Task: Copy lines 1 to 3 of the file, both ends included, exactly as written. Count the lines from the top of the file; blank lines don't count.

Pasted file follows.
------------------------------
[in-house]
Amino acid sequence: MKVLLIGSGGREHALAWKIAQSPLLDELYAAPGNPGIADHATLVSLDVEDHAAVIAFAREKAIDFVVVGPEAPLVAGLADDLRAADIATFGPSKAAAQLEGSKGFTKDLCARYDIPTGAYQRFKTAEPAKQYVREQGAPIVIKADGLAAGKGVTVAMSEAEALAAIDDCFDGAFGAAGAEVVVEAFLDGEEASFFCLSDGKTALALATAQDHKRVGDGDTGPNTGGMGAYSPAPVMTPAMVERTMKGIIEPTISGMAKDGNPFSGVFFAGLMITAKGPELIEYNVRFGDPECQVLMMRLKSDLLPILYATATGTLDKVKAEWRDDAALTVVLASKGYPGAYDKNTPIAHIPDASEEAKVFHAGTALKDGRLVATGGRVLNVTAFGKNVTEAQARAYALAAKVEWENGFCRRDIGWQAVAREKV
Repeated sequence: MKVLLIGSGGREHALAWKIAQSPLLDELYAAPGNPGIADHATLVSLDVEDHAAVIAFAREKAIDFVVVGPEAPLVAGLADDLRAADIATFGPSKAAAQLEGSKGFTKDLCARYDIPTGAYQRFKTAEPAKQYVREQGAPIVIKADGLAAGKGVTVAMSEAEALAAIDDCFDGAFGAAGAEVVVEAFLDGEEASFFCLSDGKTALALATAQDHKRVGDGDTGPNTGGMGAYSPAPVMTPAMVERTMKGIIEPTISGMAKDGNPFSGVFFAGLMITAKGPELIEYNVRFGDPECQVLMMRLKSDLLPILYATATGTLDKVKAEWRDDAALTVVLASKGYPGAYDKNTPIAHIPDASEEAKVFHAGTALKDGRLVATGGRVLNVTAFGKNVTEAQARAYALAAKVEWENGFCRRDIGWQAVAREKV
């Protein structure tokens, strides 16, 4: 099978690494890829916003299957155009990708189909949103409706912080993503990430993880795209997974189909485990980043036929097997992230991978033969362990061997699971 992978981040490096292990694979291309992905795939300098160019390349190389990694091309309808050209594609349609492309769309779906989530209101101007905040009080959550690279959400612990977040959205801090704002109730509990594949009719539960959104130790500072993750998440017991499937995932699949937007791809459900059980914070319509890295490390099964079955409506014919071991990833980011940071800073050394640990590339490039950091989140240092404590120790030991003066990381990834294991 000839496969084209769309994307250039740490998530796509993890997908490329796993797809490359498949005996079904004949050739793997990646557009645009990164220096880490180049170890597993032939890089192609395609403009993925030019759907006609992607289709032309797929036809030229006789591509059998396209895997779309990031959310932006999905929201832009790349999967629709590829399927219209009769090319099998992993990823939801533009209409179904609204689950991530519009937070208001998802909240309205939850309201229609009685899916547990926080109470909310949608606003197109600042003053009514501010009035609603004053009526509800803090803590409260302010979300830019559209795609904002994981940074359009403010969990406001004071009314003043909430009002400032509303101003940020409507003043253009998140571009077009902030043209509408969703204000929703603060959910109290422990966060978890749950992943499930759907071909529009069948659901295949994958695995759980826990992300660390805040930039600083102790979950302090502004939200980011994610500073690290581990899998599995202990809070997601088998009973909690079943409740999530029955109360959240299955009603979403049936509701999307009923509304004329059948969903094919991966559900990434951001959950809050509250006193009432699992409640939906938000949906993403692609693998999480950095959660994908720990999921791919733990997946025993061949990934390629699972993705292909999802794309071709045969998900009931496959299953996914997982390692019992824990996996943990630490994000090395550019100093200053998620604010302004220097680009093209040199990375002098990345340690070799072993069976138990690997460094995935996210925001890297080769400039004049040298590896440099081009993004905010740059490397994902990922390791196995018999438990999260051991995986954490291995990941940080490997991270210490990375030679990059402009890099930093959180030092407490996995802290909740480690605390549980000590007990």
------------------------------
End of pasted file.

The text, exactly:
[in-house]
Amino acid sequence: MKVLLIGSGGREHALAWKIAQSPLLDELYAAPGNPGIADHATLVSLDVEDHAAVIAFAREKAIDFVVVGPEAPLVAGLADDLRAADIATFGPSKAAAQLEGSKGFTKDLCARYDIPTGAYQRFKTAEPAKQYVREQGAPIVIKADGLAAGKGVTVAMSEAEALAAIDDCFDGAFGAAGAEVVVEAFLDGEEASFFCLSDGKTALALATAQDHKRVGDGDTGPNTGGMGAYSPAPVMTPAMVERTMKGIIEPTISGMAKDGNPFSGVFFAGLMITAKGPELIEYNVRFGDPECQVLMMRLKSDLLPILYATATGTLDKVKAEWRDDAALTVVLASKGYPGAYDKNTPIAHIPDASEEAKVFHAGTALKDGRLVATGGRVLNVTAFGKNVTEAQARAYALAAKVEWENGFCRRDIGWQAVAREKV
Repeated sequence: MKVLLIGSGGREHALAWKIAQSPLLDELYAAPGNPGIADHATLVSLDVEDHAAVIAFAREKAIDFVVVGPEAPLVAGLADDLRAADIATFGPSKAAAQLEGSKGFTKDLCARYDIPTGAYQRFKTAEPAKQYVREQGAPIVIKADGLAAGKGVTVAMSEAEALAAIDDCFDGAFGAAGAEVVVEAFLDGEEASFFCLSDGKTALALATAQDHKRVGDGDTGPNTGGMGAYSPAPVMTPAMVERTMKGIIEPTISGMAKDGNPFSGVFFAGLMITAKGPELIEYNVRFGDPECQVLMMRLKSDLLPILYATATGTLDKVKAEWRDDAALTVVLASKGYPGAYDKNTPIAHIPDASEEAKVFHAGTALKDGRLVATGGRVLNVTAFGKNVTEAQARAYALAAKVEWENGFCRRDIGWQAVAREKV